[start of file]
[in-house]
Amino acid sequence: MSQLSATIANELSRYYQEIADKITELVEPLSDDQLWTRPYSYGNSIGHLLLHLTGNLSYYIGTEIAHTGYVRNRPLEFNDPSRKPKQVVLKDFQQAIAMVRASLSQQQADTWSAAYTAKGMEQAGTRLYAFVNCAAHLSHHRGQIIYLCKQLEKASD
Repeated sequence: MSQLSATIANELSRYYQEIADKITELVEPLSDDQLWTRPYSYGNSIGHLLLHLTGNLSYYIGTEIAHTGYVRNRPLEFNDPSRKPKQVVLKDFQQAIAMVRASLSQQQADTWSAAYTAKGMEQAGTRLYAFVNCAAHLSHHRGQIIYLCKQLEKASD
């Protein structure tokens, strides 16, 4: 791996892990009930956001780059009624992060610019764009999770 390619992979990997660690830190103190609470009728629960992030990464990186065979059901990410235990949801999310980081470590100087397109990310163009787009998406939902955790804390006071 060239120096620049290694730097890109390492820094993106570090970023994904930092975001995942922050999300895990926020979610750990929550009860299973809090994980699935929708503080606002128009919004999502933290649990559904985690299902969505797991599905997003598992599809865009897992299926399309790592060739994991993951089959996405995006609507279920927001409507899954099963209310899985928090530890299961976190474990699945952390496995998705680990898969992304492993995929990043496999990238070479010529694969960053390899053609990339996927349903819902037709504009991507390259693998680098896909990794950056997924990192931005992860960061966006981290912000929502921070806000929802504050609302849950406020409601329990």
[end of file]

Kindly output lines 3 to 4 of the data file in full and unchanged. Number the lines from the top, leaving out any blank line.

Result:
Repeated sequence: MSQLSATIANELSRYYQEIADKITELVEPLSDDQLWTRPYSYGNSIGHLLLHLTGNLSYYIGTEIAHTGYVRNRPLEFNDPSRKPKQVVLKDFQQAIAMVRASLSQQQADTWSAAYTAKGMEQAGTRLYAFVNCAAHLSHHRGQIIYLCKQLEKASD
């Protein structure tokens, strides 16, 4: 791996892990009930956001780059009624992060610019764009999770 390619992979990997660690830190103190609470009728629960992030990464990186065979059901990410235990949801999310980081470590100087397109990310163009787009998406939902955790804390006071 060239120096620049290694730097890109390492820094993106570090970023994904930092975001995942922050999300895990926020979610750990929550009860299973809090994980699935929708503080606002128009919004999502933290649990559904985690299902969505797991599905997003598992599809865009897992299926399309790592060739994991993951089959996405995006609507279920927001409507899954099963209310899985928090530890299961976190474990699945952390496995998705680990898969992304492993995929990043496999990238070479010529694969960053390899053609990339996927349903819902037709504009991507390259693998680098896909990794950056997924990192931005992860960061966006981290912000929502921070806000929802504050609302849950406020409601329990």